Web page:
Greetings from Our French Resistance

I write from Paris where I have fled for the month of August with my daughters. We traded apartments; ours in New York for this one here in the 11th Arrondissement. It has been a very happy exchange, notwithstanding our discovery that the Paris apartment, in fact, sits one block from The Bataclan Theatre, where 90 concertgoers were massacred and hundreds wounded by Isis terrorists less than two years ago. In Europe’s ghastly litany of Isis-riven horrors, the past is always prologue to the next atrocity. There are many terrible monuments to this sad fact. We feel as safe here as anywhere else.

Our days are filled with joyful Parisian wanderings, stops at Parisian farmer’s markets, and meals cooked up from our purchases, Parisian style. Nights, we watch movies set only in Paris. Hotel living has nothing on us.

It is my daughters’ first time in Paris and my first time lingering here like this. Our 7th Floor apartment has two small, flower pot-filled, terraces with vista-like views over the roofs of the city. The weather has been blissfully pleasant, even cool, and the French windows are always open, the curtains billowing.

I knew coming in about the closure of Paris in August but the city has been more than available to us. We have ventured to Monmartre, where we climbed up to the artist Suzanne Valadon’s marvelously preserved studio atop what is now the Musée de Montmartre, opposite Renoir’s studio in the same complex, where he painted Le Bal du Moulin de la Galette in 1876. We even stopped by Moulin de la Galette itself, practically down the hill, which is now a chic restaurant. The proximity of painting to reality made everyone a little giddy.

We hit the Eiffel Tower, of course, and were satisfyingly stupefied. We have tried to visit every spot that we could recognize from the movie, An American in Paris (even though most of the film was actually shot on the MGM backlot). Our tally so far: Place de la Concorde fountains, Alexandre III bridge, Ritz Hotel, Place de la Opera, Moulin Rouge, Sacre Couer staircase (the one Kelly and Leslie Caron run up and down on for their final clinch at movie’s end); and, most enchantingly, Quai de Montebello, where my younger daughter, Sara, and I actually danced (a little) in homage to Leslie Caron’s falling in love pas de deux there with Kelly beside the Seine, as he sang to her “Our Love is Here to Stay.” Gene Kelly has been Sara’s passion since she was old enough to speak his name. He is one of the reasons we came to Paris.

My older daughter Lea became obsessed with finding the perfect book among the book stalls along the Seine near Notre Dame (right above the Quai de Montebello, conveniently). In the end she found three -- a group of young adult novels, in French, from the 1940s, with colorful, entrancing covers. We have no idea what they are about, nor does Lea remotely care.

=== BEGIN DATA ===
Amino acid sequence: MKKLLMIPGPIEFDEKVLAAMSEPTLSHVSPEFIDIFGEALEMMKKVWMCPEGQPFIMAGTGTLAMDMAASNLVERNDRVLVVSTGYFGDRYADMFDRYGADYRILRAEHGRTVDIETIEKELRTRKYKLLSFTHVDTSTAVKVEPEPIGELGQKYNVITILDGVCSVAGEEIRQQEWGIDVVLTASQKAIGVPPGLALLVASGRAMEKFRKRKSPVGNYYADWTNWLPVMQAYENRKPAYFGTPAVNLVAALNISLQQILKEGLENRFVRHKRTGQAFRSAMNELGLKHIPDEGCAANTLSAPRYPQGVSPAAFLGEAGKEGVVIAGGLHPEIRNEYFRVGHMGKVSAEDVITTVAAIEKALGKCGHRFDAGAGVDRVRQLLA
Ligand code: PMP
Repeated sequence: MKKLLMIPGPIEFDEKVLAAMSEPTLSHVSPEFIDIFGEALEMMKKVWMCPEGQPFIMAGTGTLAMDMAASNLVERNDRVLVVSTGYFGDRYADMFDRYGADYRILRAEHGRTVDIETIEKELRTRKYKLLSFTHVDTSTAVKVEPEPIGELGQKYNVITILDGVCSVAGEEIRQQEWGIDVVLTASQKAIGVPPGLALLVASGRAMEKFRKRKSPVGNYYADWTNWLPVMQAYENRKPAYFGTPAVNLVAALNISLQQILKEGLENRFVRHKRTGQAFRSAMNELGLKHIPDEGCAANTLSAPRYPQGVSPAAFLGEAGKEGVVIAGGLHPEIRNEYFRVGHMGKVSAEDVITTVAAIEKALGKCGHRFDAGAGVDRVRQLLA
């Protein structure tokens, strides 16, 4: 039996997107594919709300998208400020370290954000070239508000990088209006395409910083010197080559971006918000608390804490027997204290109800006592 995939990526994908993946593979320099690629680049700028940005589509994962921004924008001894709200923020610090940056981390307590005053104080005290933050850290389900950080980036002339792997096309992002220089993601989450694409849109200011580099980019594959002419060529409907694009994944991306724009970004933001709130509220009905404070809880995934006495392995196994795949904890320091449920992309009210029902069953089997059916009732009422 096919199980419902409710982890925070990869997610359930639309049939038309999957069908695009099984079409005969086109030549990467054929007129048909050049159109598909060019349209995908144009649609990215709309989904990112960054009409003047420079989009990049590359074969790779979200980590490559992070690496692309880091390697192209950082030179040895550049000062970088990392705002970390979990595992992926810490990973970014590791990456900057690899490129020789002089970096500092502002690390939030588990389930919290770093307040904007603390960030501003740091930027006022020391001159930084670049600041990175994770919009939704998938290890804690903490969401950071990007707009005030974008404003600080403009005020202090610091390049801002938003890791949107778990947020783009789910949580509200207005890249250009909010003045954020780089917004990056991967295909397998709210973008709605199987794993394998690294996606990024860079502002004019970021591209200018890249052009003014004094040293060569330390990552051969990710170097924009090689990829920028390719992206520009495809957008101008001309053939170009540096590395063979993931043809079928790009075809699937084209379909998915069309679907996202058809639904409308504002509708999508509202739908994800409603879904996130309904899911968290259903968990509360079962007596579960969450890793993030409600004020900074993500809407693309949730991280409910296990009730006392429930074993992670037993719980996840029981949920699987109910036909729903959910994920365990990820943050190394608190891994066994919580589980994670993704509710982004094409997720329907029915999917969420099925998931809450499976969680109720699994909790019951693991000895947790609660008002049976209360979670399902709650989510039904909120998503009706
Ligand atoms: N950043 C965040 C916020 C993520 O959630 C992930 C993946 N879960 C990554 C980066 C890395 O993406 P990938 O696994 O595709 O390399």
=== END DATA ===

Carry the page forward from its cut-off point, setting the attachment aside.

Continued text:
Our time has been so heavenly that Lea was inspired one evening to suggest that we move here. “The French are so much nicer, the food is so much better and healthier. And there’s no Trump,” she announced.

Of course there is Trump, no matter where you go. The news from Charlottesville and the shameful aftermath at Trump Tower registered just as loudly here as at home. Trump’s Nazi sympathies have even darker resonances in France.

“Lea,” I felt compelled to point out, “as nice as Paris is, as much as we like the French and their city and their food, France’s track record with Nazis is no better than Trump’s.” Actually, I thought to say: ‘France’s track record is even worse than Trump’s,’ but I stopped myself because I realized that I don’t think it is. After all, the French rejected their neo-Nazi, Le Pen, at the polls.

World War II remains France’s object lesson. The French may not have considered themselves Nazis but many fully acceded to Nazism. In this sense of acceding, America’s current President seems just as complicit. That is a truly terrifying thing to say out loud. But there you are.

And here we are. Winston Churchill loved the French and France. After becoming Prime Minister on May 10, 1940, he flew back and forth to Paris and then to other government redoubts around France, at great peril, to try and rally France’s leaders to resist, as the Nazis closed in. France’s leaders would not be rallied, however, and Churchill finally cut them loose, though he never abandoned France. He simply had no tolerance for anything less than total resistance when it came to Nazism.

That’s why I get to spend a few weeks lounging in Paris with my family in the summer of 2017. Because Winston Churchill grasped the essence of Nazism and was unyielding in 1940.

We’re going home soon. We have to. We are needed in America, for the resistance. Also, the French want their apartment back.

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